Baby Birds Get Moms of a Different Species
CREDIT: Brookfield Zoo
When it comes to raising their young, birds are known to be good and attentive parents. Raising the young of other birds is more questionable, but two Indian peahens at Brookfield Zoo have been doing a commendable job of keeping an eye on and providing some street smarts to some chicks of another species.
Two clutches of Guineafowl chicks that were incubated by Feta and Blue, two of the zoo's Indian peahens, hatched on July 7 and July 14 and are now being raised by the two peahens. Feta and Blue have been caring for the broods, even though the chicks look, act, and sound nothing like them. Their roles have been simple: help the chicks avoid common zoo quandaries such as pedestrians, Motor Safari trams, and predators like the occasional overhead hawk. This is important since both species have free range of the zoo grounds 24/7.
Zoogoers may not notice anything unusual between the moms and chicks, but there are definitely differences and several barriers that they needed to overcome, including language and behaviors, said Tim Snyder, curator of birds for the Chicago Zoological Society, which manages Brookfield Zoo. The first two weeks were a little precarious because the chicks needed to learn what the peahens' vocalization meant and adapt to different behaviors that are not instinctual to them.
For instance, Guineafowl chicks naturally scatter and hide when frightened or threatened, while peachicks run toward their mother. Additionally, Guineafowl moms and chicks move as a group and help care for each others' young , which is the opposite of independent peafowl. Another difference between the two species is the length of time the juvenile birds stay close to Mom. Probably much to Feta and Blue's dismay, the Guineafowl chicks will be tagging along with them for about a year until the next breeding season, which will be in the spring. In the wild, Guineafowl tend to stay together as a flock, including the males, while peafowl juveniles tend to become independent of Mom much sooner.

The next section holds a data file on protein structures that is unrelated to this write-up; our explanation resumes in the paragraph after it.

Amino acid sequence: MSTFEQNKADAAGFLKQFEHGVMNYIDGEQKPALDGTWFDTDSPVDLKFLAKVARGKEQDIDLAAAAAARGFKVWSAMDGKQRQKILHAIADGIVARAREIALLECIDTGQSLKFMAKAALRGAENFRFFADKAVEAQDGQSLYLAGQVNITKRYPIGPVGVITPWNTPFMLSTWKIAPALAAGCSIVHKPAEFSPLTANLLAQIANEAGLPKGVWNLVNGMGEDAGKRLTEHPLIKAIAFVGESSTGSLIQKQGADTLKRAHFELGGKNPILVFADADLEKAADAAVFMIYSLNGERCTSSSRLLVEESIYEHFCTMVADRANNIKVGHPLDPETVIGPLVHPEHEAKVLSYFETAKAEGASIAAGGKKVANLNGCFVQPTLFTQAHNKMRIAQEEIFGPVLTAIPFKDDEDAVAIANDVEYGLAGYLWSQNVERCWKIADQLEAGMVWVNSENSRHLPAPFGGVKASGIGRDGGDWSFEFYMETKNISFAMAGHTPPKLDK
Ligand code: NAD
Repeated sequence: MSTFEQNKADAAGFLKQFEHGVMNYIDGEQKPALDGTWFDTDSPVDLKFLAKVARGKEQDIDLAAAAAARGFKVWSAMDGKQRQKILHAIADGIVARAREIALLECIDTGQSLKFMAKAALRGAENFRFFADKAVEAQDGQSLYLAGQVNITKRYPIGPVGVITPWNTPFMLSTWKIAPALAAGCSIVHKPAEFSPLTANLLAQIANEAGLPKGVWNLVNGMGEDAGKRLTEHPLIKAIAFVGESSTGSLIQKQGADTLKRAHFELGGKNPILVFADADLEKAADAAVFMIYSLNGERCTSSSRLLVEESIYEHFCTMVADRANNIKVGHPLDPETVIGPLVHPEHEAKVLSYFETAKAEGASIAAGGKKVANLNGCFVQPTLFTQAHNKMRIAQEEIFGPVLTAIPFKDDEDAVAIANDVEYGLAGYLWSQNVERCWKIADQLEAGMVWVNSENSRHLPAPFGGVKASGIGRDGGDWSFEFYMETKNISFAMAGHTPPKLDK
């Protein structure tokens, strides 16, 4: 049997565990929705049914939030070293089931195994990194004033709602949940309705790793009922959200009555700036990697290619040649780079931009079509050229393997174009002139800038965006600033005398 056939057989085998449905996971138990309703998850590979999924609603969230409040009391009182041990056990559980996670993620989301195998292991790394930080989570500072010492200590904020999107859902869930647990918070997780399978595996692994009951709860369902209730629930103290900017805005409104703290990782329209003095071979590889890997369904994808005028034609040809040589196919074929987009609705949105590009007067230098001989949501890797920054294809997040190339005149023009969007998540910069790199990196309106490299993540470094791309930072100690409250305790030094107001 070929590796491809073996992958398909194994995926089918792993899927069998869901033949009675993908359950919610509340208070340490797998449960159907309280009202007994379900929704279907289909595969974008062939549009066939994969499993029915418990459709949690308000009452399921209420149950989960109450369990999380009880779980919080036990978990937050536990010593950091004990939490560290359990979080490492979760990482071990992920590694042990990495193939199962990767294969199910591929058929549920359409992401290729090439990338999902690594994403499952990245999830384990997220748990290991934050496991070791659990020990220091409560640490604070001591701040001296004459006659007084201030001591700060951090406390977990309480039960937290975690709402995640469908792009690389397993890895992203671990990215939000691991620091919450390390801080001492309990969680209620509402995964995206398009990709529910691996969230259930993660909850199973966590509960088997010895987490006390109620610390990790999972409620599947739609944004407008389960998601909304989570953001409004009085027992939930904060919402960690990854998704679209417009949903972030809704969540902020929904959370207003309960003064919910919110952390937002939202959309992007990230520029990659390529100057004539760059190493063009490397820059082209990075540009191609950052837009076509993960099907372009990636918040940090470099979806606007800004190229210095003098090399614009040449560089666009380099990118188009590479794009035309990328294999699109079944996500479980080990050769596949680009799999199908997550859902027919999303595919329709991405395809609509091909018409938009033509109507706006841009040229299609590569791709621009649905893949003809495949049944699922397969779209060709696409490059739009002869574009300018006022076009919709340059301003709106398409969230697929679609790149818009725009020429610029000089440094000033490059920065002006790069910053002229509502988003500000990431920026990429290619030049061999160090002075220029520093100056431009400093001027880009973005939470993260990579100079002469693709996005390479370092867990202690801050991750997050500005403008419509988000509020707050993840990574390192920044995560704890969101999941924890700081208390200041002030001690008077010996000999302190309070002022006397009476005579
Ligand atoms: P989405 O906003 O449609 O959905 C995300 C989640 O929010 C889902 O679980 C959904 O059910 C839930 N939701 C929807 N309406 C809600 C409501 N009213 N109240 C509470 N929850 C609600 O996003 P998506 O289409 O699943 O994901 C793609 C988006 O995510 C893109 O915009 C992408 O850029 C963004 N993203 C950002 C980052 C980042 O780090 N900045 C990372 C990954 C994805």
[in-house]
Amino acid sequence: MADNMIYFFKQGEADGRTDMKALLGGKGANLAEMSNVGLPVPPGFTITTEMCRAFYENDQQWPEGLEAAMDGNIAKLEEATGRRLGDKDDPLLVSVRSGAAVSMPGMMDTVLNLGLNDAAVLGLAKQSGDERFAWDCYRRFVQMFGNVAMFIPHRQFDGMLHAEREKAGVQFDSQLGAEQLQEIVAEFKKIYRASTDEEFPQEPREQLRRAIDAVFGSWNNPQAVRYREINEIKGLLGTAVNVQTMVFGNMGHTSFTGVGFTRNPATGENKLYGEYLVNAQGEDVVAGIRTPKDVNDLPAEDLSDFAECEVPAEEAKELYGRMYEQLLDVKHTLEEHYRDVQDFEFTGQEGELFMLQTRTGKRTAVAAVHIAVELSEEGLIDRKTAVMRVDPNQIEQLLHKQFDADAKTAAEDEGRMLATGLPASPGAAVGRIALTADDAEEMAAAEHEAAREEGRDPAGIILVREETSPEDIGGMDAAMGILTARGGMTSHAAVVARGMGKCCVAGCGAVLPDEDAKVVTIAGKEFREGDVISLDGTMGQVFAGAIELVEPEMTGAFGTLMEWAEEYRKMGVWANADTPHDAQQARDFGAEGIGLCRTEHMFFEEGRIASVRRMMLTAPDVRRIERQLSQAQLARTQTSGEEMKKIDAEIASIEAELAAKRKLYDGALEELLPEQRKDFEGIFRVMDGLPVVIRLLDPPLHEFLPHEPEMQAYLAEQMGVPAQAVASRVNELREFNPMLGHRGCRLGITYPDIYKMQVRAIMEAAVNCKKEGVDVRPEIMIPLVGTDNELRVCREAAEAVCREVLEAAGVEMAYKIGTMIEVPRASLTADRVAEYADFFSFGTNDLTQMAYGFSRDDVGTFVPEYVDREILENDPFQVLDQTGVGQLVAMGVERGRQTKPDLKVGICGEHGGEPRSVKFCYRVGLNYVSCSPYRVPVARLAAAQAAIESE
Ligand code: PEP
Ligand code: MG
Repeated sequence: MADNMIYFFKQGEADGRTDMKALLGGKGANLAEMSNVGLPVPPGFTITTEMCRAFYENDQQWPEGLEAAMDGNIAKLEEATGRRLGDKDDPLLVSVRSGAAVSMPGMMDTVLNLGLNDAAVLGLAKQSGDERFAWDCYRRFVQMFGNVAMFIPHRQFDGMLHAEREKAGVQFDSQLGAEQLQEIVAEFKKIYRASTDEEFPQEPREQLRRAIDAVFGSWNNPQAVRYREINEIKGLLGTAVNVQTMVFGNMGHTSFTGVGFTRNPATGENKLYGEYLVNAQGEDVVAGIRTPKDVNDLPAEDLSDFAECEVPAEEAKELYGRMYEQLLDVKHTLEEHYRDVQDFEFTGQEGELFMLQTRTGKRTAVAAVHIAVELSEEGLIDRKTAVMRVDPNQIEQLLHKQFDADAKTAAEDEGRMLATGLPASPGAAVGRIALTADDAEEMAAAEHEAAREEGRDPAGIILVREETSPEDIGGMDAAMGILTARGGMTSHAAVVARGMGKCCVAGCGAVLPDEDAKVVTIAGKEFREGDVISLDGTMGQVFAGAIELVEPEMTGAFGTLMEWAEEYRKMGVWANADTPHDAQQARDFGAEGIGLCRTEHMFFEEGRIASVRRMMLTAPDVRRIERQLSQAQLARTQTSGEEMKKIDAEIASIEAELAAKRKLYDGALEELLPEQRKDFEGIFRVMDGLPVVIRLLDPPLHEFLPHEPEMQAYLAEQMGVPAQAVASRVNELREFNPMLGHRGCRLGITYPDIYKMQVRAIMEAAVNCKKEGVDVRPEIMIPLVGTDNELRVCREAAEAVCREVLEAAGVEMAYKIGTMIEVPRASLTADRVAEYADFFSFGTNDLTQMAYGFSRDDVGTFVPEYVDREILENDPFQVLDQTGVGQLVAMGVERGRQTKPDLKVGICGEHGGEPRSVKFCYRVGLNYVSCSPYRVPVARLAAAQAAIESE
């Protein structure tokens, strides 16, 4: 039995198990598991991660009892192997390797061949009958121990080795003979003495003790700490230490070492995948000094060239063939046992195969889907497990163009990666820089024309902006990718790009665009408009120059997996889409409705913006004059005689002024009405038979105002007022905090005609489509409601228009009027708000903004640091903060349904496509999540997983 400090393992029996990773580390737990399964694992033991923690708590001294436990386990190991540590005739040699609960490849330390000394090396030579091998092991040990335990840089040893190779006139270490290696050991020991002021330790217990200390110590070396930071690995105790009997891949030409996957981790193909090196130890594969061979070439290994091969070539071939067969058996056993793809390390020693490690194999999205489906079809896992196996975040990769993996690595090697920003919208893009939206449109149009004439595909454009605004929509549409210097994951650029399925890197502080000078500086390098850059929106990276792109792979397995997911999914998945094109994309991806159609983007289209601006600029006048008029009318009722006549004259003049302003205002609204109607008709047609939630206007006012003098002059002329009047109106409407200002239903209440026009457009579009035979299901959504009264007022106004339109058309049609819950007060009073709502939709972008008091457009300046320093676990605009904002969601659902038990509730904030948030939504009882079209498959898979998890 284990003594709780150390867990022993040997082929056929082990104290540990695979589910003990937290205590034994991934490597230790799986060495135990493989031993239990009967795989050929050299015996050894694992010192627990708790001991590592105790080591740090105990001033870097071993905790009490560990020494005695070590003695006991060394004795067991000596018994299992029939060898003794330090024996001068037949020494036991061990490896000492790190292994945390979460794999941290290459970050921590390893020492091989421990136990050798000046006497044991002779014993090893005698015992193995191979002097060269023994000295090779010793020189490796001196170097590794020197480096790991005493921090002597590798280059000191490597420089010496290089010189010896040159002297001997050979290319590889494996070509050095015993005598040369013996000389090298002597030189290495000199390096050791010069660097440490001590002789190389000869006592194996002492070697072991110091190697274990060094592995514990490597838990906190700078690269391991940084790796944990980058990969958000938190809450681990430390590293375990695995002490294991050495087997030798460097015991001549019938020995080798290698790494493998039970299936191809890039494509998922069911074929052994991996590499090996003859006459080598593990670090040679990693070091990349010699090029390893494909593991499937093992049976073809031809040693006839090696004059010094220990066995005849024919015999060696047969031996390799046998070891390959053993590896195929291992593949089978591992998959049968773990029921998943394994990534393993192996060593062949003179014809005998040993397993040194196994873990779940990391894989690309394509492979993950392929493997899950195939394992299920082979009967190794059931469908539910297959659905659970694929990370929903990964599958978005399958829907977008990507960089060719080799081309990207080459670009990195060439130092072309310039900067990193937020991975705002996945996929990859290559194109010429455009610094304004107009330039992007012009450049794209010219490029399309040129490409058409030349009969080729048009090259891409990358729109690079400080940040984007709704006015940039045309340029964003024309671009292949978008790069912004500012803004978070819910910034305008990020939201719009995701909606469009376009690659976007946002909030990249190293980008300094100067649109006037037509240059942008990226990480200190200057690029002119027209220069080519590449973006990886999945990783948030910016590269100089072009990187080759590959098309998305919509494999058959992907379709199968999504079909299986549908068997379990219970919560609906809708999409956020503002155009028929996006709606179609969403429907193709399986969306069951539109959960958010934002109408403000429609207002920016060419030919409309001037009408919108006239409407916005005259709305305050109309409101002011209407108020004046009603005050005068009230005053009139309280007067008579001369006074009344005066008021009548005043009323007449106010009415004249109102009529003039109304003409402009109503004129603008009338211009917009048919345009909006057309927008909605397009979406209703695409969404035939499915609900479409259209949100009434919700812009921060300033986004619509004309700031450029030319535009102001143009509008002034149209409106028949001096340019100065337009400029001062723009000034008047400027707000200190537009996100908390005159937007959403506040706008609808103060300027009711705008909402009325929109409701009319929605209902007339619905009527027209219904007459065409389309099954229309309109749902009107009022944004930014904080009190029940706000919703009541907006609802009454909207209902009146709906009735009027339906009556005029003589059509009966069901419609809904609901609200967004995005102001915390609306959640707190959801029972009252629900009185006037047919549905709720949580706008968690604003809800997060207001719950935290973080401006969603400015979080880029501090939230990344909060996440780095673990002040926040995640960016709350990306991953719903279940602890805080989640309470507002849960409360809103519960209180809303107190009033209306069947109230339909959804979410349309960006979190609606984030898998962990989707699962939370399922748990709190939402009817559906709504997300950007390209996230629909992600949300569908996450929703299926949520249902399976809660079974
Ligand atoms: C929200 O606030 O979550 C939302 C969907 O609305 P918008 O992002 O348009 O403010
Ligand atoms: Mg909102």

The practice of switching eggs is not as unusual as it may seem. Other zoos have had success with chickens incubating pheasant eggs, and the method has been tried with cranes, many of which are endangered in the wild.
This is Feta's second time and Blue's first of being successful surrogate moms to Guineafowl chicks at Brookfield Zoo. Although they have free range of the entire park, the family groups can generally be found roaming near The Swamp, Tropic World, or the Formal Pool.
In the wild, Guineafowl are found throughout western, northeastern, and southern Africa in open areas, including forest edges, savannahs, scrublands, and cultivated areas. Indian peafowl, also known as blue peafowl, are the national bird of India and are protected in that country. The species prefers the open forests of India, Pakistan, and Sri Lanka.
The Chicago Zoological Society, which manages Brookfield Zoo, inspires conservation leadership by connecting people with wildlife and nature. Open every day of the year, Brookfield Zoo is located off First Avenue between the Stevenson (I-55) and Eisenhower (I-290) expressways and is also accessible via the Tri-State Tollway (I-294), Metra commuter line, CTA, and PACE bus service. For more information, go to www.CZS.org.
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